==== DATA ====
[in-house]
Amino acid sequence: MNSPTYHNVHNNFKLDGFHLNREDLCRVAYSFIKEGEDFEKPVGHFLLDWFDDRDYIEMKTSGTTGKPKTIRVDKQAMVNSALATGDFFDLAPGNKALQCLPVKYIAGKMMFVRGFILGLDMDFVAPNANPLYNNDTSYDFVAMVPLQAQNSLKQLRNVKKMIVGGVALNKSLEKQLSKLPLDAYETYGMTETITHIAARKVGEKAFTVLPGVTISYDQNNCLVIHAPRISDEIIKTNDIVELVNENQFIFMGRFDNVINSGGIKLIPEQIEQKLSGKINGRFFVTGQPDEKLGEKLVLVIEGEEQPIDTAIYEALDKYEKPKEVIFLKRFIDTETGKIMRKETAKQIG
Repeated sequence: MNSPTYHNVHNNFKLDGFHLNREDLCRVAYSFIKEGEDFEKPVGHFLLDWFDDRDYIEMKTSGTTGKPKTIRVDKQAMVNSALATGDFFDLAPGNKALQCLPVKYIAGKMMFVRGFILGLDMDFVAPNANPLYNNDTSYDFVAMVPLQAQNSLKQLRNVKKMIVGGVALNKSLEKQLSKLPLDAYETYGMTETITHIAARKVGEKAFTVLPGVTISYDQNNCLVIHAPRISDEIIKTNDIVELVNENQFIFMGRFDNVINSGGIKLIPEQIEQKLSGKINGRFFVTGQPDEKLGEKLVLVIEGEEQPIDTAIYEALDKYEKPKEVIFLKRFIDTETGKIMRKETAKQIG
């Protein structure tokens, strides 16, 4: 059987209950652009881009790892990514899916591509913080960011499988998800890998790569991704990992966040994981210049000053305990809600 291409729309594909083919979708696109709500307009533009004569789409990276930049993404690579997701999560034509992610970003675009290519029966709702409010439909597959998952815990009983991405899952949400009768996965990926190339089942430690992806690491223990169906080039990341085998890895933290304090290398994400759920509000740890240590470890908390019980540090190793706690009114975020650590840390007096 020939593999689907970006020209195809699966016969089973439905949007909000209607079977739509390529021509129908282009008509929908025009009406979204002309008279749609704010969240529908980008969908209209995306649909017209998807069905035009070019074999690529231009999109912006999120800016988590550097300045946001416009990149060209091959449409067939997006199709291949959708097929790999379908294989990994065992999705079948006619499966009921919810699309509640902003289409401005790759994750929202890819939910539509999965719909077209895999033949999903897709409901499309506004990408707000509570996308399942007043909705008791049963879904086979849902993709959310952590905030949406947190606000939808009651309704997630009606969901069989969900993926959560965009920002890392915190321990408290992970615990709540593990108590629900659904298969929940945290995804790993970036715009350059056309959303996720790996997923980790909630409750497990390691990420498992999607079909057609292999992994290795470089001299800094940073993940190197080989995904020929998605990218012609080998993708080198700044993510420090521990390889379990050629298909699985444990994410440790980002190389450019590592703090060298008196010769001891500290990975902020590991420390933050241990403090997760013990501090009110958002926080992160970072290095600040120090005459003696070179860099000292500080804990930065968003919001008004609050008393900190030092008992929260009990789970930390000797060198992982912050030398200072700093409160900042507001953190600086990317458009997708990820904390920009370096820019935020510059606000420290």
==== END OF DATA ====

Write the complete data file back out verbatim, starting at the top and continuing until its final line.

[in-house]
Amino acid sequence: MNSPTYHNVHNNFKLDGFHLNREDLCRVAYSFIKEGEDFEKPVGHFLLDWFDDRDYIEMKTSGTTGKPKTIRVDKQAMVNSALATGDFFDLAPGNKALQCLPVKYIAGKMMFVRGFILGLDMDFVAPNANPLYNNDTSYDFVAMVPLQAQNSLKQLRNVKKMIVGGVALNKSLEKQLSKLPLDAYETYGMTETITHIAARKVGEKAFTVLPGVTISYDQNNCLVIHAPRISDEIIKTNDIVELVNENQFIFMGRFDNVINSGGIKLIPEQIEQKLSGKINGRFFVTGQPDEKLGEKLVLVIEGEEQPIDTAIYEALDKYEKPKEVIFLKRFIDTETGKIMRKETAKQIG
Repeated sequence: MNSPTYHNVHNNFKLDGFHLNREDLCRVAYSFIKEGEDFEKPVGHFLLDWFDDRDYIEMKTSGTTGKPKTIRVDKQAMVNSALATGDFFDLAPGNKALQCLPVKYIAGKMMFVRGFILGLDMDFVAPNANPLYNNDTSYDFVAMVPLQAQNSLKQLRNVKKMIVGGVALNKSLEKQLSKLPLDAYETYGMTETITHIAARKVGEKAFTVLPGVTISYDQNNCLVIHAPRISDEIIKTNDIVELVNENQFIFMGRFDNVINSGGIKLIPEQIEQKLSGKINGRFFVTGQPDEKLGEKLVLVIEGEEQPIDTAIYEALDKYEKPKEVIFLKRFIDTETGKIMRKETAKQIG
């Protein structure tokens, strides 16, 4: 059987209950652009881009790892990514899916591509913080960011499988998800890998790569991704990992966040994981210049000053305990809600 291409729309594909083919979708696109709500307009533009004569789409990276930049993404690579997701999560034509992610970003675009290519029966709702409010439909597959998952815990009983991405899952949400009768996965990926190339089942430690992806690491223990169906080039990341085998890895933290304090290398994400759920509000740890240590470890908390019980540090190793706690009114975020650590840390007096 020939593999689907970006020209195809699966016969089973439905949007909000209607079977739509390529021509129908282009008509929908025009009406979204002309008279749609704010969240529908980008969908209209995306649909017209998807069905035009070019074999690529231009999109912006999120800016988590550097300045946001416009990149060209091959449409067939997006199709291949959708097929790999379908294989990994065992999705079948006619499966009921919810699309509640902003289409401005790759994750929202890819939910539509999965719909077209895999033949999903897709409901499309506004990408707000509570996308399942007043909705008791049963879904086979849902993709959310952590905030949406947190606000939808009651309704997630009606969901069989969900993926959560965009920002890392915190321990408290992970615990709540593990108590629900659904298969929940945290995804790993970036715009350059056309959303996720790996997923980790909630409750497990390691990420498992999607079909057609292999992994290795470089001299800094940073993940190197080989995904020929998605990218012609080998993708080198700044993510420090521990390889379990050629298909699985444990994410440790980002190389450019590592703090060298008196010769001891500290990975902020590991420390933050241990403090997760013990501090009110958002926080992160970072290095600040120090005459003696070179860099000292500080804990930065968003919001008004609050008393900190030092008992929260009990789970930390000797060198992982912050030398200072700093409160900042507001953190600086990317458009997708990820904390920009370096820019935020510059606000420290």